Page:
Published by Chatto & Windus
Publication date: October 13th 2011
At eight, Hélène Karol lives in a small Russian town with her parents, Boris and Bella, and her grandparents. She is an odd, lonely girl largely because her mother is willful, spoiled and selfish, interested in only her own desires and unwilling to do anything more than blame her daughter for spoiling her fun. When her father loses his job and leaves for Siberia to manage a goldmine, and hopefully, make the fortune necessary to support his wife, Hélène’s life becomes even more solitary. She is saved from complete isolation by her French governess, Mademoiselle Rose, whom she adores and is the only person who loves her back.
When she turns twelve, she and her mother depart for St. Petersburg to be reunited with her father who has acquired a small fortune. Also joining them is her twenty-four year old cousin Max. It soon becomes apparent that while her father is consumed with making more and more money through his gambling and stock speculations, her cousin and mother are consumed by each other. Hélène is the silent watcher amidst the instability and acquisitive goings-on in her family, learning too much too quickly. Her parents discard people as quickly as they acquire expensive belongings being sold off by the aristocracy, fleeing Russia in the face of the Red Army. Her grandparents have been left behind as easily as the clothes her mother no longer deigns to wear, preferring the latest fashions from Paris. Despite the war, fear, and deprivations the Karols seem insulated from trouble. Boris continues to profit from others’ misfortunes while her mother’s affair with Max is without any discretion. In the midst of all this, Hélène grows up.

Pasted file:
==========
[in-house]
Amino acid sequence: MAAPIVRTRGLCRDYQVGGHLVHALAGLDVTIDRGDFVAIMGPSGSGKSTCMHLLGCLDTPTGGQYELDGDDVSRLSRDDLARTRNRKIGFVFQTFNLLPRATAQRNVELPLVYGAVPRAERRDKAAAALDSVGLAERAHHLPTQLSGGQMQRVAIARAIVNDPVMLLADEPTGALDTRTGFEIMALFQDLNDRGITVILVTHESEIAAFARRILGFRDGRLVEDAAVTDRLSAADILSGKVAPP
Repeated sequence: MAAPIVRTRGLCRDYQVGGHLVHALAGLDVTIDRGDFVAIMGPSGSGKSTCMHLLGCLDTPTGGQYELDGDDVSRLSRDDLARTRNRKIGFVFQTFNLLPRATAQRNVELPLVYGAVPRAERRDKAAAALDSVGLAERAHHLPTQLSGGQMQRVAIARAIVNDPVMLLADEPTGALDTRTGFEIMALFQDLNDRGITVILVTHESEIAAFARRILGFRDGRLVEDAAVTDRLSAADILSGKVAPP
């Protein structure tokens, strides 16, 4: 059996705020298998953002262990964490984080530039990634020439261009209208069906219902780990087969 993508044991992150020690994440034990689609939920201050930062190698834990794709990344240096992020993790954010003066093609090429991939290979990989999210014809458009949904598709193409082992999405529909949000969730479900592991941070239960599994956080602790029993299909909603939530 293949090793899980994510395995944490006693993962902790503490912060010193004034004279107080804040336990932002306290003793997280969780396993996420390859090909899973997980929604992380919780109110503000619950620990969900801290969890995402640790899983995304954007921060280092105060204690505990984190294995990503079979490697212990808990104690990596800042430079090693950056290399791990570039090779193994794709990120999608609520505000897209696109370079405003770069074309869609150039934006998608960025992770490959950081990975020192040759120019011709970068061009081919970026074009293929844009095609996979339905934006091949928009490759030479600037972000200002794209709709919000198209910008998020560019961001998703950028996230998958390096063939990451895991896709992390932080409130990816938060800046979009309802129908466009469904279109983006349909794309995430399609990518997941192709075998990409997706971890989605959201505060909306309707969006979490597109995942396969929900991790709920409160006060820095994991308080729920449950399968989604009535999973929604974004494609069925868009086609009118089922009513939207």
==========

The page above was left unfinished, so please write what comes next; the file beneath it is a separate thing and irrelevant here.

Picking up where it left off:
But now, other dreams filled her mind, dreams that returned again and again, imperious dreams of domination: to be a queen, to be a feared statesman, to be the most beautiful woman in the world…
Her growing desire for revenge against the mother who has never shown her an ounce of interest, much less love, leads her to act rashly and allows her mother to take a terrible revenge upon her. The war closes in and the family leaves Russia for Finland, finally settling in Helsinki. By the time Hélène is 16, this hatred has coalesced into a desire to get revenge on her mother and a way to do so becomes easily apparent.
“To take Max away from her! To make both of them suffer the way they made me suffer! I didn’t ask to be born…They brought me into this world and left me to grow up alone. It’s a crime to have children and not give them an atom, a crumb of love. To take her lover away from her! Me, little Hélène!”
Irène Némirovsky is a writer of quiet intensity and The Wine of Solitude is the perfect showcase. Using the backdrop of, not only World War I, but the fall of the Russian monarchy she mirrors the chaos of the larger world in that of Hélène’s. This is a girl growing to womanhood with a wealth of secondhand belongings, covered in tarnished silver with other families’ crests but never knowing how long she will be in this place, who of her family will be there, and where they will go next. The riches mask an empty life; there is no substance behind the glitter and Helene struggles, alone, to make sense of herself and her world. In great wealth she is surrounded by a poverty of emotion and humanity.
The Wine of Solitude plumbs the depth of human emotion in each of the characters, in all its pain and ugliness, and forces us to look. Who is the victim and who the culprit? There is sadness and loss to Helene’s story but also joy. We cannot help but follow as in Némirovsky’s understated internal view of each character, they muse, sparkle, and suffer.